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Discussion Starter #1
Well, I guess in general. I'm having this mild disagreement with Steve83 (you may have heard of him). I need some kind of pointer to technical information about how hydraulic lifters work. My idea is basically this:

* They're used to take of lash between the cam lobe and the rocker arm, in order to maintain zero space between the components, and provide lubrication and cooling.

* When they're at the bottom of the cam lobe, the lifter cutouts expose the lifter's filling hole to ~45PSI oil, which "pumps them up". The oil goes into the lifter, and up through the top, through a measured hole that leads up through the pushrod, and down through a 1-way check valve to under a small internal piston that pushes the piston up as far as it can go. This pushing action is also helped along by an internal spring.

* When they're not at the bottom of the cam lobe, but not being back-pressed by the intake or exhaust's valve spring, they retain their pumped-up-ness.

* when they reach the top of their travel on the cam lobe, the valve spring presses back at a very high PSI and this (here is where I am unclear) may or may not squeeze some of the oil out of the lifter at it's pre-defined "bleed down rate". I don't know how fast this bleed down rate is, and cannot figure out if you leave the crank at a spot where the cam is on a lobe, will this eventually bleed down the lifter all the way? How long should this take?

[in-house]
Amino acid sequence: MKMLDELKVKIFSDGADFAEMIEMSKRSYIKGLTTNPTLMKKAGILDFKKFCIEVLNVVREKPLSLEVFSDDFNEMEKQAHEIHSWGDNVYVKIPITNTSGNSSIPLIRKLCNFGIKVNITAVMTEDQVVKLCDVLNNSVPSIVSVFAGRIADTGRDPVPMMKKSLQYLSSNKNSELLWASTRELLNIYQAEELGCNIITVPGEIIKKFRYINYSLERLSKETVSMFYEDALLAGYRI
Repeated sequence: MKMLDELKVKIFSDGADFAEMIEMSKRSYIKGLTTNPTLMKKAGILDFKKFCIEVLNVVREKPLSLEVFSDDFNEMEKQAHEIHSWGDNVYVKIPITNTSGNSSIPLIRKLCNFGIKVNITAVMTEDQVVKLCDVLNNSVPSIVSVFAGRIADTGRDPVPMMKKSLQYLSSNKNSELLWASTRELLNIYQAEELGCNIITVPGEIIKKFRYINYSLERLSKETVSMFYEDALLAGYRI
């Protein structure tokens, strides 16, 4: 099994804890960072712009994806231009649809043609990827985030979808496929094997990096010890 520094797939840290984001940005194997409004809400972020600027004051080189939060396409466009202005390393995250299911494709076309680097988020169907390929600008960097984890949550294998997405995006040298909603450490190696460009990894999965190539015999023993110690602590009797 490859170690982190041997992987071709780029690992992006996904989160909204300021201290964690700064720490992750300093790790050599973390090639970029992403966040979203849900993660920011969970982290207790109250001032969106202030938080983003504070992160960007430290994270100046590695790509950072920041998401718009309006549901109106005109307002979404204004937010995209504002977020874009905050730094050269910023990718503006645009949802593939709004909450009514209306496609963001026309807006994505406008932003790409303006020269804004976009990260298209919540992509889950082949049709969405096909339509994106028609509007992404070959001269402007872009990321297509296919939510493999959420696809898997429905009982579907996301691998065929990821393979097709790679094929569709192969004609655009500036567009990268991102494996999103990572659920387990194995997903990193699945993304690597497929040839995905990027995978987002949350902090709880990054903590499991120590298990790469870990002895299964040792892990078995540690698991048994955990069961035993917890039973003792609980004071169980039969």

* Does the oil EVER get out of the bottom chamber underneath the internal piston? it's a one-way check valve. Is it simply the clearance between the internal piston and the sides of the lifter body that determines bleed-down?

* If the rockers are non-adjustable, and you hear a lot of clatter, your pushrods are probably too short or too long. But I don't know how to determine what the right length SHOULD be.

For example, my valve train clatters like hell. I have a 96 351W with a rollercam and non-adjustable rockers. My pushrods are RP3278's, which are 7.567" in length. When I adjust them so they have zero lash at the bottom of the cam lobe, I can tighten the bolt about another 1/4 to 1/2" before the bolt is totally snug. Sound reasonable?
 

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Discussion Starter #2
How DO hydraulic lifters work, not TO.

Another question: How much side-to-side play should a rocker have on its pedestal? My rockers have a LOT. Like 1/8 or 1/16" of an inch. It's ridiculous. Is it supposed to be smaller?! Would this cause noise? I'm assuming NOT, if the pushrod is centered across from where it presses on the valve.